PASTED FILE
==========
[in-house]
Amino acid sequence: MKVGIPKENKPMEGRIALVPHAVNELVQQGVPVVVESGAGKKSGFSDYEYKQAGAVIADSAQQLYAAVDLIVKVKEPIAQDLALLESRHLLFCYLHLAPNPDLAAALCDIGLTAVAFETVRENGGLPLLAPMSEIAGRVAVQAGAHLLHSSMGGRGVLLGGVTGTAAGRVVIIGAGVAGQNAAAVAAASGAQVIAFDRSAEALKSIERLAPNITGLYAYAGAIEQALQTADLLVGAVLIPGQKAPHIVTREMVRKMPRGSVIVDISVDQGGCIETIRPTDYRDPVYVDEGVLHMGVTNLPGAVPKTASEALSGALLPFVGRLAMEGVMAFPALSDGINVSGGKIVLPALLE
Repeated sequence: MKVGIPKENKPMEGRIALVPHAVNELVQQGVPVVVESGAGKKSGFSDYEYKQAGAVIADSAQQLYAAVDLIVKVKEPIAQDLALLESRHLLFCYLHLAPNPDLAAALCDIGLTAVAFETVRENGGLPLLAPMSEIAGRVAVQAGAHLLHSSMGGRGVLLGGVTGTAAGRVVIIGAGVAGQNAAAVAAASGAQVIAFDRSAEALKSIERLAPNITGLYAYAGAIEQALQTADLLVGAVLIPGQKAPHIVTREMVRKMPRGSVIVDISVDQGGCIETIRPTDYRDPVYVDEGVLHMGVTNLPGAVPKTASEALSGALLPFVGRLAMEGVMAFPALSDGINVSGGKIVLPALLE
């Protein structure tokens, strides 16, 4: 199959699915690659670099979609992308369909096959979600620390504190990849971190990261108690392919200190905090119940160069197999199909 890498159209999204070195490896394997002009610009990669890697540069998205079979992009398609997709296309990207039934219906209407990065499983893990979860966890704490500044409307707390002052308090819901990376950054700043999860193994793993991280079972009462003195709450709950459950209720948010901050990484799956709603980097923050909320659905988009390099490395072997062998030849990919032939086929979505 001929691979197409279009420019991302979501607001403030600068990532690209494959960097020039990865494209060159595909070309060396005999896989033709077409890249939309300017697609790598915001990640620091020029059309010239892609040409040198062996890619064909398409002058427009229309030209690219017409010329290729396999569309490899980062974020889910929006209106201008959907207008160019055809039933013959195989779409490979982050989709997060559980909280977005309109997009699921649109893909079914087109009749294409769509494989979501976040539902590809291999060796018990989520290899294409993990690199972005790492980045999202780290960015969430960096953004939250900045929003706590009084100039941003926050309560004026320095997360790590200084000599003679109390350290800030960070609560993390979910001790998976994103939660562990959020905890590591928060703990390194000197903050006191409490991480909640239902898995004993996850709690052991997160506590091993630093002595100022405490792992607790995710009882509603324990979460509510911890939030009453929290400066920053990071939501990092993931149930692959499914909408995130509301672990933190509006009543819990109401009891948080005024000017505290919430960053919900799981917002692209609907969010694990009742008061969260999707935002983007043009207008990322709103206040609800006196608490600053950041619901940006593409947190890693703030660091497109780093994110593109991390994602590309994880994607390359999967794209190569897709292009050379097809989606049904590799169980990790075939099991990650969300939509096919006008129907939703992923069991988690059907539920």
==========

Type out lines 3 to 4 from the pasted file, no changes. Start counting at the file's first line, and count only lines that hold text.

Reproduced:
Repeated sequence: MKVGIPKENKPMEGRIALVPHAVNELVQQGVPVVVESGAGKKSGFSDYEYKQAGAVIADSAQQLYAAVDLIVKVKEPIAQDLALLESRHLLFCYLHLAPNPDLAAALCDIGLTAVAFETVRENGGLPLLAPMSEIAGRVAVQAGAHLLHSSMGGRGVLLGGVTGTAAGRVVIIGAGVAGQNAAAVAAASGAQVIAFDRSAEALKSIERLAPNITGLYAYAGAIEQALQTADLLVGAVLIPGQKAPHIVTREMVRKMPRGSVIVDISVDQGGCIETIRPTDYRDPVYVDEGVLHMGVTNLPGAVPKTASEALSGALLPFVGRLAMEGVMAFPALSDGINVSGGKIVLPALLE
């Protein structure tokens, strides 16, 4: 199959699915690659670099979609992308369909096959979600620390504190990849971190990261108690392919200190905090119940160069197999199909 890498159209999204070195490896394997002009610009990669890697540069998205079979992009398609997709296309990207039934219906209407990065499983893990979860966890704490500044409307707390002052308090819901990376950054700043999860193994793993991280079972009462003195709450709950459950209720948010901050990484799956709603980097923050909320659905988009390099490395072997062998030849990919032939086929979505 001929691979197409279009420019991302979501607001403030600068990532690209494959960097020039990865494209060159595909070309060396005999896989033709077409890249939309300017697609790598915001990640620091020029059309010239892609040409040198062996890619064909398409002058427009229309030209690219017409010329290729396999569309490899980062974020889910929006209106201008959907207008160019055809039933013959195989779409490979982050989709997060559980909280977005309109997009699921649109893909079914087109009749294409769509494989979501976040539902590809291999060796018990989520290899294409993990690199972005790492980045999202780290960015969430960096953004939250900045929003706590009084100039941003926050309560004026320095997360790590200084000599003679109390350290800030960070609560993390979910001790998976994103939660562990959020905890590591928060703990390194000197903050006191409490991480909640239902898995004993996850709690052991997160506590091993630093002595100022405490792992607790995710009882509603324990979460509510911890939030009453929290400066920053990071939501990092993931149930692959499914909408995130509301672990933190509006009543819990109401009891948080005024000017505290919430960053919900799981917002692209609907969010694990009742008061969260999707935002983007043009207008990322709103206040609800006196608490600053950041619901940006593409947190890693703030660091497109780093994110593109991390994602590309994880994607390359999967794209190569897709292009050379097809989606049904590799169980990790075939099991990650969300939509096919006008129907939703992923069991988690059907539920």